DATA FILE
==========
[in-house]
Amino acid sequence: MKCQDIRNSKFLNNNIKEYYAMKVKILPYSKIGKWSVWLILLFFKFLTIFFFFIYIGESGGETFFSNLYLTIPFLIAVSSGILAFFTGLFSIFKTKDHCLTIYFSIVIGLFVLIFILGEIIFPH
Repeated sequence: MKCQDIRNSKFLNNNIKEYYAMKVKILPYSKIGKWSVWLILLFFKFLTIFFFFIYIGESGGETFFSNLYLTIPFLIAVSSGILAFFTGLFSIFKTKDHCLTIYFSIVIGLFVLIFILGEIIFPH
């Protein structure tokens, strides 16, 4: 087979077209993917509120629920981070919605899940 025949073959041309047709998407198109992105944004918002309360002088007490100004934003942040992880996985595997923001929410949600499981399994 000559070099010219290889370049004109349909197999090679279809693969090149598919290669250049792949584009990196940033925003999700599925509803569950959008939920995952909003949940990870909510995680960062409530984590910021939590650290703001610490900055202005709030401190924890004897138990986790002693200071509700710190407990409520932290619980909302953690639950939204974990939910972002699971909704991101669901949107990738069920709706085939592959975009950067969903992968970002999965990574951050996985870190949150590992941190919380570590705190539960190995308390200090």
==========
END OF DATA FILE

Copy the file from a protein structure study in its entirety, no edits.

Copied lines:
[in-house]
Amino acid sequence: MKCQDIRNSKFLNNNIKEYYAMKVKILPYSKIGKWSVWLILLFFKFLTIFFFFIYIGESGGETFFSNLYLTIPFLIAVSSGILAFFTGLFSIFKTKDHCLTIYFSIVIGLFVLIFILGEIIFPH
Repeated sequence: MKCQDIRNSKFLNNNIKEYYAMKVKILPYSKIGKWSVWLILLFFKFLTIFFFFIYIGESGGETFFSNLYLTIPFLIAVSSGILAFFTGLFSIFKTKDHCLTIYFSIVIGLFVLIFILGEIIFPH
């Protein structure tokens, strides 16, 4: 087979077209993917509120629920981070919605899940 025949073959041309047709998407198109992105944004918002309360002088007490100004934003942040992880996985595997923001929410949600499981399994 000559070099010219290889370049004109349909197999090679279809693969090149598919290669250049792949584009990196940033925003999700599925509803569950959008939920995952909003949940990870909510995680960062409530984590910021939590650290703001610490900055202005709030401190924890004897138990986790002693200071509700710190407990409520932290619980909302953690639950939204974990939910972002699971909704991101669901949107990738069920709706085939592959975009950067969903992968970002999965990574951050996985870190949150590992941190919380570590705190539960190995308390200090």